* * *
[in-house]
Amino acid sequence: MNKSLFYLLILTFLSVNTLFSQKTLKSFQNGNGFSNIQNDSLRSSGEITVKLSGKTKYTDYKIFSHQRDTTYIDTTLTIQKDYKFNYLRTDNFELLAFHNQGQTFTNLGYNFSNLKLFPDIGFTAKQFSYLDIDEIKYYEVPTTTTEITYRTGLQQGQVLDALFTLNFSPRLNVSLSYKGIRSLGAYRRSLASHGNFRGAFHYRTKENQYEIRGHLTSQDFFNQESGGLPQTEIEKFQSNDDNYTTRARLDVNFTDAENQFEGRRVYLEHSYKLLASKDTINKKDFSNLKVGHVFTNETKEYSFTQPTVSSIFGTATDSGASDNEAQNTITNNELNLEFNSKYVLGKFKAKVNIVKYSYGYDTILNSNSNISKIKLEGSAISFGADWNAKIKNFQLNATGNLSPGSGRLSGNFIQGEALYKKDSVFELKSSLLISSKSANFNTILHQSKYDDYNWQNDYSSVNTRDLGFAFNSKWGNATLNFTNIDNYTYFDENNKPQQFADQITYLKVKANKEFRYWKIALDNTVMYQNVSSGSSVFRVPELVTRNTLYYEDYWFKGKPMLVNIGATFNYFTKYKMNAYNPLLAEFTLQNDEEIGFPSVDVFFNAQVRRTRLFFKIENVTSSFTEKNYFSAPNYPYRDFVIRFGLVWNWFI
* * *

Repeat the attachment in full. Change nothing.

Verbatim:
[in-house]
Amino acid sequence: MNKSLFYLLILTFLSVNTLFSQKTLKSFQNGNGFSNIQNDSLRSSGEITVKLSGKTKYTDYKIFSHQRDTTYIDTTLTIQKDYKFNYLRTDNFELLAFHNQGQTFTNLGYNFSNLKLFPDIGFTAKQFSYLDIDEIKYYEVPTTTTEITYRTGLQQGQVLDALFTLNFSPRLNVSLSYKGIRSLGAYRRSLASHGNFRGAFHYRTKENQYEIRGHLTSQDFFNQESGGLPQTEIEKFQSNDDNYTTRARLDVNFTDAENQFEGRRVYLEHSYKLLASKDTINKKDFSNLKVGHVFTNETKEYSFTQPTVSSIFGTATDSGASDNEAQNTITNNELNLEFNSKYVLGKFKAKVNIVKYSYGYDTILNSNSNISKIKLEGSAISFGADWNAKIKNFQLNATGNLSPGSGRLSGNFIQGEALYKKDSVFELKSSLLISSKSANFNTILHQSKYDDYNWQNDYSSVNTRDLGFAFNSKWGNATLNFTNIDNYTYFDENNKPQQFADQITYLKVKANKEFRYWKIALDNTVMYQNVSSGSSVFRVPELVTRNTLYYEDYWFKGKPMLVNIGATFNYFTKYKMNAYNPLLAEFTLQNDEEIGFPSVDVFFNAQVRRTRLFFKIENVTSSFTEKNYFSAPNYPYRDFVIRFGLVWNWFI